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Former Commerce official decries US 'drive-by shooting' approach to trade

Houston — US President Donald Trump's approach to trade policy is like a "drive-by shooting" where "a lot of innocent people are being hit along the way," Grant Aldonas, a former US Commerce Department undersecretary for international trade, said Thursday.

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"The imposition of Section 301 and Section 232 steel tariffs is not a coherent strategy to reduce trade deficits," Aldonas said at the American Institute for International Steel's Steel-Con event in Houston. The US is a country that "does not produce as much as we consume," he said. "I don't mind breaking a few eggs to make an omelet but you need to have a recipe."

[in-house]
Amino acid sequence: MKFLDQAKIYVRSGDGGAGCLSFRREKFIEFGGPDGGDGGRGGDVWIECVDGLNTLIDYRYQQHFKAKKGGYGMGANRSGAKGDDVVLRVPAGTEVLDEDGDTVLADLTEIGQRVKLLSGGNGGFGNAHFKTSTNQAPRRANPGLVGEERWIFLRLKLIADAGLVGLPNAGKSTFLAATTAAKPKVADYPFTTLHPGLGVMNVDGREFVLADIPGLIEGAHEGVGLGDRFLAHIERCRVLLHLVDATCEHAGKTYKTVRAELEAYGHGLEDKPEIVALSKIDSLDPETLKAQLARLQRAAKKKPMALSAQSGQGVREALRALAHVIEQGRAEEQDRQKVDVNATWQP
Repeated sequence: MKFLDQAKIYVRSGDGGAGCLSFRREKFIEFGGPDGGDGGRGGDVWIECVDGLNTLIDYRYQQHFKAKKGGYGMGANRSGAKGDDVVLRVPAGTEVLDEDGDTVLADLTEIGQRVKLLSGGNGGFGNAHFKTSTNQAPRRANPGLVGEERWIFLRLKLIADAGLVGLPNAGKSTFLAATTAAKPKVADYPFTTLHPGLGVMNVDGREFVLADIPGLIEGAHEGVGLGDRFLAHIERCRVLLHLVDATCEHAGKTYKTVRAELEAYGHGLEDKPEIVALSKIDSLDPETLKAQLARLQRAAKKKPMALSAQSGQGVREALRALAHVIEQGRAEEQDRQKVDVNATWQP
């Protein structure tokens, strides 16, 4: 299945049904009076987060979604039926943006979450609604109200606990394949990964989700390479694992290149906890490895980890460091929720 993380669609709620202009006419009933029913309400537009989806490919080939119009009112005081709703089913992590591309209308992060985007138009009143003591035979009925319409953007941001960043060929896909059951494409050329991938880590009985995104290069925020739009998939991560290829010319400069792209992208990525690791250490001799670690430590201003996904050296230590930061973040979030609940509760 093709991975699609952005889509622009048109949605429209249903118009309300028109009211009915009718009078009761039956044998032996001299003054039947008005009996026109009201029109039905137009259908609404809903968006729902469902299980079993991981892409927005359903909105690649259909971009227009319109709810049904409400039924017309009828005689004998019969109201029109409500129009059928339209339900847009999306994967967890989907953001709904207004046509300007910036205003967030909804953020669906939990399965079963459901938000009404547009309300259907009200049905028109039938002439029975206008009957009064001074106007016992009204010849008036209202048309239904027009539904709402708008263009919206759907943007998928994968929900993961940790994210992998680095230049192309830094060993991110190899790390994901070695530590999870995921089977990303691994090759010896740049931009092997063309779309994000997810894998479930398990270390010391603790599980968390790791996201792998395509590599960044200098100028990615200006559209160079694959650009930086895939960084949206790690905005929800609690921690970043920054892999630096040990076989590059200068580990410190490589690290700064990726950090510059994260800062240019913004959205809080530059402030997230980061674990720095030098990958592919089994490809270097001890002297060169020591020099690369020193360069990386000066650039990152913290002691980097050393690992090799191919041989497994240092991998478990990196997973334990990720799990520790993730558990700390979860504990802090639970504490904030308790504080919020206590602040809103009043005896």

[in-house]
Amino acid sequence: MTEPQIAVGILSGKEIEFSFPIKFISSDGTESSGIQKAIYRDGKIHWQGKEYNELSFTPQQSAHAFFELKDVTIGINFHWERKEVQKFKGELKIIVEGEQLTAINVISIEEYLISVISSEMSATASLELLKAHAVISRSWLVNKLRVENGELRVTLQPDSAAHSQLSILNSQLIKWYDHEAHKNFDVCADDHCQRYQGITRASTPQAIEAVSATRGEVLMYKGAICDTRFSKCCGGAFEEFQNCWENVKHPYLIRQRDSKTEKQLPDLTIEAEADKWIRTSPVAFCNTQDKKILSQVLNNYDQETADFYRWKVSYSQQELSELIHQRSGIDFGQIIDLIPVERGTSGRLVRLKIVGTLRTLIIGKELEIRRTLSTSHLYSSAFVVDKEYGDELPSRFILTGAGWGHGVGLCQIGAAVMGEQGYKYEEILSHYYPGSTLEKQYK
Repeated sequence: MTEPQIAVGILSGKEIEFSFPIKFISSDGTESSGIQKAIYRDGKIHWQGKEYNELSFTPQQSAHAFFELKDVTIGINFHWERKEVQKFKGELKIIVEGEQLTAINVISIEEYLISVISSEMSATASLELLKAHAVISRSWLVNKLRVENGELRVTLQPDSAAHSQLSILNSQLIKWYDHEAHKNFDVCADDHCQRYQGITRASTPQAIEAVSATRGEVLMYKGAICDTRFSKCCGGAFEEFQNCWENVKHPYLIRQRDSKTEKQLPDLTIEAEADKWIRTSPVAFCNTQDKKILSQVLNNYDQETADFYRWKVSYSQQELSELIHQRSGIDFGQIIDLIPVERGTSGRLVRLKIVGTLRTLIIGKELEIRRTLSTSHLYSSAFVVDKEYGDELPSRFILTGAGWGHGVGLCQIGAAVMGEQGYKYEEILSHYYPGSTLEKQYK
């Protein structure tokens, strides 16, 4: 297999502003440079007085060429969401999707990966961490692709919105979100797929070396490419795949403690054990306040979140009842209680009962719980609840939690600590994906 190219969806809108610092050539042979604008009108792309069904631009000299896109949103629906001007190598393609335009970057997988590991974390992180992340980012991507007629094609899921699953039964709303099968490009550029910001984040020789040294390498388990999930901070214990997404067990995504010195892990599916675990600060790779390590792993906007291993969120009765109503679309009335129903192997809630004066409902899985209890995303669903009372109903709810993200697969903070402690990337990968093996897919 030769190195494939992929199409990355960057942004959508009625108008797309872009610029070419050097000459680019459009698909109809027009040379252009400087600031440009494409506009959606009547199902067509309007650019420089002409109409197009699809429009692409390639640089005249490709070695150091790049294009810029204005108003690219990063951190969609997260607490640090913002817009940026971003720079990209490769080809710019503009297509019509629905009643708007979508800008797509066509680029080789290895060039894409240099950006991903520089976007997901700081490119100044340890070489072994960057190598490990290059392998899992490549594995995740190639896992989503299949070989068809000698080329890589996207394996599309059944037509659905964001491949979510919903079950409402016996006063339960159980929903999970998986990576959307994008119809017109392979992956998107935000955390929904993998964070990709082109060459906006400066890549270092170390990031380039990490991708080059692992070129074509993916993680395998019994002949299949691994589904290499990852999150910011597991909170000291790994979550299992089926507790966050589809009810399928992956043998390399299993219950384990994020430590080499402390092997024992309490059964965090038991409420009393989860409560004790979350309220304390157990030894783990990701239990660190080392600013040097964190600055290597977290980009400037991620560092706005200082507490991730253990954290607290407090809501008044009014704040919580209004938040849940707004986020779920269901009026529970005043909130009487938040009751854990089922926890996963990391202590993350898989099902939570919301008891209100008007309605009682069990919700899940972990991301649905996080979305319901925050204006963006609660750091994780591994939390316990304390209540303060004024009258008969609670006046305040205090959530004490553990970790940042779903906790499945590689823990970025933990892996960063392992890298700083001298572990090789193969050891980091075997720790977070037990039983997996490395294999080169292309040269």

Aldonas served as the Commerce undersecretary in 2001-2005 when President George W. Bush enacted steel safeguard measures under Section 201 of US trade law.

The imposition of those "political" measures was a blunder, he said, noting that people in Washington should not be deciding who gets steel: "That's the market's job."

Other speakers on the Steel-Con trade panel agreed that the Section 232's broad-based approach is causing extreme market uncertainty and confusion.

Nithya Nagarajan, a partner at law firm Husch Blackwell, said she recently heard an apt metaphor for the Section 232 tariffs: The initial 25% global steel levy was a sledgehammer when what the market really needed was a jewelry hammer to target specific imports.

Both Aldonas and Nagarajan are concerned Trump is ignoring the rule of law. Nagarajan believes he is violating terms of Section 232 provision with his interpretation of national security.

In typical antidumping and countervailing duty cases there is due process for plaintiffs and defendants alike. Aldonas said the unilateral nature of the Section 232 action does not bode well for the rule of law.

--Michael Fitzgerald,

--Edited by Richard Rubin,